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Airstrike on Rafah leads to international outcry and condemnation of Israel


International condemnation continues in response to an Israeli airstrike on Rafah that killed at least 45 people, that according to the Gaza Health Ministry.


The strike hit Palestinians who were sheltering in a makeshift encampment for displaced people in an area they thought was safe. Tents and people were burned.

MARTIN: With us now is NPR international correspondent Aya Batrawy who is following this from Dubai. And please take note of this - we are going to hear about graphic descriptions of injuries to children in this report and the sound of an explosion. Now, with that being said, Aya, thank you so much for being here.

AYA BATRAWY, BYLINE: Thanks, Michel.

MARTIN: What can you tell us about the situation on the ground there?

BATRAWY: Well, Israeli airstrikes continue to pound Gaza basically from the north to the south. But this airstrike on Rafah really stands out for a couple of reasons. It is the single deadliest attack on the city since Israel launched its offensive on Rafah against Hamas three weeks ago. Also, the attack struck families in makeshift tents. These were plastic tarps that they were using as shelter. They caught fire from the Israeli airstrike and shrapnel cut right through. It really was the stuff of nightmares. Abu Mohammed (ph), a witness in Rafah, explains why.

ABU MOHAMMED: (Non-English language spoken).

BATRAWY: He says he found one kid with his stomach sliced and intestines out. Another child had been decapitated. NPR's producer Anas Baba, he says he also saw children and body parts after the attack. Now, Israel's military says it used precise munitions and didn't expect harm to civilians from this attack, which they say targeted two Hamas figures who oversee operations in the West Bank. Israel's prime minister called it a, quote, "tragic mistake." But the U.N. relief chief, Martin Griffiths, says to call this a mistake means absolutely nothing for those killed and grieving. And here's UNRWA's director of planning, Sam Rose, talking to NPR from Gaza.

SAM ROSE: Regardless, when you attack a tented camp such as this, have we said all along there will be inevitable civilian casualties. It really does leave us numb and personally leaves me quite sick to the stomach.

MARTIN: The health ministry in Gaza says now that the overall death toll from this military campaign has now surpassed some 36,000 people. The U.N.'s top court ordered Israel to halt its offensive on Rafah just a few days ago. Is there any sign that Israel is changing course here?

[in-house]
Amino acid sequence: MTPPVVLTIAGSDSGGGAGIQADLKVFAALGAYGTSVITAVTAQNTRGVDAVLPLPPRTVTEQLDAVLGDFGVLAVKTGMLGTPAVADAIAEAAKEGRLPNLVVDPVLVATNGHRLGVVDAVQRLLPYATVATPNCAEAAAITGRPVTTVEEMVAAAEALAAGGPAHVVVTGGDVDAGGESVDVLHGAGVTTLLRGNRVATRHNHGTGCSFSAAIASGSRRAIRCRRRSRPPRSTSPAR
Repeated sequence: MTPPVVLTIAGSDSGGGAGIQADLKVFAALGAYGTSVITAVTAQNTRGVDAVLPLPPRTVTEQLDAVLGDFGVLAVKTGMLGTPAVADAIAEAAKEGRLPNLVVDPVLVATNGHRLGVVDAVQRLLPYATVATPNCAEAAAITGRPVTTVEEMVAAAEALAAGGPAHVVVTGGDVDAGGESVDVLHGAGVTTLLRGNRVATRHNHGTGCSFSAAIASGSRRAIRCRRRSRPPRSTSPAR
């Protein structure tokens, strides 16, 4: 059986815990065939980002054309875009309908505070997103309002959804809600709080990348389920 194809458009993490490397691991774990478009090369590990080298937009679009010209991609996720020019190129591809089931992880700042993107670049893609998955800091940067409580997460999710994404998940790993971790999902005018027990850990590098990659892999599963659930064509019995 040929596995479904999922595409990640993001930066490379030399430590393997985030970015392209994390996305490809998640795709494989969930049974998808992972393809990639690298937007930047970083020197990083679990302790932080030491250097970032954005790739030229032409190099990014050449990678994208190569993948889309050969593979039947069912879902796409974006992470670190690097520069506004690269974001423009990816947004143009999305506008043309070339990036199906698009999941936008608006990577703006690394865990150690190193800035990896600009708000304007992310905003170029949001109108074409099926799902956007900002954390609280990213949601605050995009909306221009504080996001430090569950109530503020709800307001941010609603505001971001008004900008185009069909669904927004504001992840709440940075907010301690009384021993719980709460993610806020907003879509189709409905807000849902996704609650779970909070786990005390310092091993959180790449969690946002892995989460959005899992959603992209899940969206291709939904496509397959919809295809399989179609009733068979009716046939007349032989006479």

BATRAWY: Just yesterday in Rafah, Gaza's health ministry said two employees of the Kuwaiti hospital there, which is one of the last functioning hospitals in Rafah and all of Gaza, were killed at the gate of the hospital just hours after this tent encampment was struck. This hospital is also closing down now as a result of that attack. And last night, first responders in Rafah reported seven women and children killed in an attack on another house in Rafah. And there were more deadly airstrikes throughout Rafah. Have a listen to what it sounded like last night in the city.


BATRAWY: You know, our producer Anas Baba is there. And he says this went on for hours. So families grabbed their belongings in the middle of the night, they fled on foot, adding to the roughly 1 million people who've already left Rafah this month, but they have nowhere to go.

MARTIN: Israel's Prime Minister Benjamin Netanyahu said in remarks to Israel's parliament yesterday that his government will not yield or surrender or end the war before achieving all of Israel's goals, which is to eliminate Hamas. And remember that, you know, Hamas attacked Israel on October 7, killing about 1,200 people there. Hamas is still holding hostages. But do you have any sense of whether Netanyahu is feeling this international pressure?

BATRAWY: Yeah. He's under pressure at home and abroad. But also, yesterday, you know, there was an exchange of gunfire between Egyptian and Israeli soldiers for the first time since this war began, and an Egyptian soldier was actually killed. So Egypt says, you know, as this war in Gaza drags on and widens in Rafah, the dangers of its own troops now being pulled into this conflict to defend its borders is also growing.

MARTIN: That is NPR's Aya Batrawy in Dubai. Aya, thank you.

BATRAWY: Thanks, Michel. Transcript provided by NPR, Copyright NPR.

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Aya Batrawy
Aya Batraway is an NPR International Correspondent based in Dubai. She joined in 2022 from the Associated Press, where she was an editor and reporter for over 11 years.
Michel Martin is the weekend host of All Things Considered, where she draws on her deep reporting and interviewing experience to dig in to the week's news. Outside the studio, she has also hosted "Michel Martin: Going There," an ambitious live event series in collaboration with Member Stations.